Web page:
Pulakesi II of Badami Chalukyas and his brother Kubja Vishnu
Vardhana acquired Pishtapura in the 7th century. The Eastern Chalukya
dynasty, founded by Kubja Vishnu Vardhana, ruled at first form
Pishtapura, then from Vengi, and later from Raja Mahendra Varam. Many
rulers held sway over the kingdom and their history is at times
largely a record of disputes over succession. Chalukya Bhima I of this
dynasty built a
Shiva temple at Draksha Ramam. Jata Choda Bhima of
Kurnool District) killed Daanaarnava of this dynasty and
Vengi in 973 A.D. Daanaarnava's two sons, Sakti Varma I
and Vimala Aditya, fled from the kingdom and took refuge in the court
Chola king Rajaraja
Chola I. Rajaraja invaded
Vengi on behalf
of the sons of Daanaarnava and killed Jata Choda Bhima. Satya Raya of
Western Chalukyas of Kalyani did not like the
Chola influence in
Vengi and the area witnessed many wars between the
Chalukyas. After the death of Vijaya Aditya VII in 0175 A.D., the
Eastern Chalukya dynasty came to an end.
Chola I (Rajendra Chalukya), rival of Vijay Aditya VII,
fought along the sides of
Cholas and established the Chalukya Cholas
province. The district along with the rest of the
Vengi kingdom became
part of their empire. Major portions of the district were under
Velanati Chodas, trustworthy chieftains to his. Rulers of this dynasty
included Gonka I, Rajendra Choda I,
Gonka II and Rajendra Choda II.
Vikram Aditya vii of
Western Chalukyas occupied this region for short
period, but it was recovered by
Chalukya Cholas and Velanati Chodas.
Velanati chiefs also suppressed rebellions from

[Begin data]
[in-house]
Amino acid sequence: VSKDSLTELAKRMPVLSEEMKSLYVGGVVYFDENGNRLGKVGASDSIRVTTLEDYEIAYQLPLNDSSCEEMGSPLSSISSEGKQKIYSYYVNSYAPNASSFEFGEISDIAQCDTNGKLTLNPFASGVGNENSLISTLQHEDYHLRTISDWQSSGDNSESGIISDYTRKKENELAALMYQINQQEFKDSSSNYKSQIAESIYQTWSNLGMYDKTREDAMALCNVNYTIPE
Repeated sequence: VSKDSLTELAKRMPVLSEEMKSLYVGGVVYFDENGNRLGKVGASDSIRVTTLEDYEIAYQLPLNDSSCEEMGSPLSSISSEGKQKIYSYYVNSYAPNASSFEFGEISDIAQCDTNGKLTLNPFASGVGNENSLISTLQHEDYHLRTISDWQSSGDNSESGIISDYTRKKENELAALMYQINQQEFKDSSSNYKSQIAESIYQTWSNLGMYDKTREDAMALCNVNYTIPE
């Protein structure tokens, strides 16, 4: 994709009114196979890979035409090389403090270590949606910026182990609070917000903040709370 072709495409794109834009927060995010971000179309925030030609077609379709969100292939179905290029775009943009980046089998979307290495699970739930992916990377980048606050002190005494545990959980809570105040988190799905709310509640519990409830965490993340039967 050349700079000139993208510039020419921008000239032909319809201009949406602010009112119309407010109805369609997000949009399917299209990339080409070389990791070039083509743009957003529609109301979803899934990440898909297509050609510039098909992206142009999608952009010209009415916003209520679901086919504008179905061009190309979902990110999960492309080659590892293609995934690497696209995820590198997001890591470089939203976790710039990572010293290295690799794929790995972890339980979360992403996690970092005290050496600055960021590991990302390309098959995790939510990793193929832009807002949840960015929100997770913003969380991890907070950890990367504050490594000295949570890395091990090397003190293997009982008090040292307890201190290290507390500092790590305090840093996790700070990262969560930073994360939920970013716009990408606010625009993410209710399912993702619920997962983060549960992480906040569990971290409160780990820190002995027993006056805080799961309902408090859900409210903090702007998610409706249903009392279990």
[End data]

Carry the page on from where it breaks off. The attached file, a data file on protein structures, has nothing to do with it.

Haihayas of Kona,
Gonka II and Rudra of the Kakatiya dynasty.
Kakatiyas and Delhi Sultanate
Inscriptions at this region including the ones at Draksha Ramam in
13th century throw light on their history. Prola II of the Kakatiya
dynasty declared independence from the western Chalukyas and became a
subject of Chalukya Cholas. His son Rudra obtained the Godavari delta
as gift from the Rajaraja II of Chalukya Cholas. Rudra's authority
over the Godavari delta was challenged by the Velanadu Chodas. The
Rajendra Choda II sent an army under his minister Davana
Preggada against Rudra. Rudra was succeeded by his younger brother
Mahadeva who died in a conflict with the Yadavas of Devagiri. His son
Ganapati succeeded to the Kakatiya throne. Ganapati defeated Kalinga
armies on the north, Pandyas of
Cholas with the help of
Nellooru Chodas. The Kakatiya power remained undisturbed in the
Godavari region throughout the reign of Ganapati and her daughter
Rudrama devi. Pratapa Rudra ascended the throne in 1295 and faced many
attacks from Sultans of Delhi. After his defeat by
Muhammad-bin-Tughluq in 1323, the district came under the rule of the
Delhi Sultanate. Muhammad-bin-Tughluq divided South
India into five
provinces and appointed governors.
Reddi and other Kingdoms
Delhi sultans faced rebellions from the confederacy of local chiefs
under the authority of Prolaya of the
Musunuri Nayaks clan. The Reddis
of Addanki, Koppula Telagas of
Pithapuram and the Recharla Velamas of